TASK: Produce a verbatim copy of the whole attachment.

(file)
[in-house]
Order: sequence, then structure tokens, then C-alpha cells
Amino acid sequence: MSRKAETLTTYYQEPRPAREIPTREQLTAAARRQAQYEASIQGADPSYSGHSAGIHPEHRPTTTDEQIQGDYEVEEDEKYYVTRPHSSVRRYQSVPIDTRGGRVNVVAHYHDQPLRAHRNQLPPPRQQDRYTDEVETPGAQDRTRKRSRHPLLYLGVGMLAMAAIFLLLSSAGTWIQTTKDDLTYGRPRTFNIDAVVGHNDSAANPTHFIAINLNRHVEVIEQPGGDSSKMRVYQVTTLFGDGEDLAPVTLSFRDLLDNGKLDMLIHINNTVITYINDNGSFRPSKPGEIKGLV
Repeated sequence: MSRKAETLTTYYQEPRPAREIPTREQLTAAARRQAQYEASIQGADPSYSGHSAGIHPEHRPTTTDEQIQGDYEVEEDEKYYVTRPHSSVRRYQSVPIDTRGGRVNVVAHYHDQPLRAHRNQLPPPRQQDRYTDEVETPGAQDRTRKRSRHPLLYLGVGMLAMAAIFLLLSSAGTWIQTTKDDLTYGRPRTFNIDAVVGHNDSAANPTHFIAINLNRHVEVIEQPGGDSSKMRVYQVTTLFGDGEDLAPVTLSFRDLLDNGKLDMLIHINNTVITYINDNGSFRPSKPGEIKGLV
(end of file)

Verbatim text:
[in-house]
Order: sequence, then structure tokens, then C-alpha cells
Amino acid sequence: MSRKAETLTTYYQEPRPAREIPTREQLTAAARRQAQYEASIQGADPSYSGHSAGIHPEHRPTTTDEQIQGDYEVEEDEKYYVTRPHSSVRRYQSVPIDTRGGRVNVVAHYHDQPLRAHRNQLPPPRQQDRYTDEVETPGAQDRTRKRSRHPLLYLGVGMLAMAAIFLLLSSAGTWIQTTKDDLTYGRPRTFNIDAVVGHNDSAANPTHFIAINLNRHVEVIEQPGGDSSKMRVYQVTTLFGDGEDLAPVTLSFRDLLDNGKLDMLIHINNTVITYINDNGSFRPSKPGEIKGLV
Repeated sequence: MSRKAETLTTYYQEPRPAREIPTREQLTAAARRQAQYEASIQGADPSYSGHSAGIHPEHRPTTTDEQIQGDYEVEEDEKYYVTRPHSSVRRYQSVPIDTRGGRVNVVAHYHDQPLRAHRNQLPPPRQQDRYTDEVETPGAQDRTRKRSRHPLLYLGVGMLAMAAIFLLLSSAGTWIQTTKDDLTYGRPRTFNIDAVVGHNDSAANPTHFIAINLNRHVEVIEQPGGDSSKMRVYQVTTLFGDGEDLAPVTLSFRDLLDNGKLDMLIHINNTVITYINDNGSFRPSKPGEIKGLV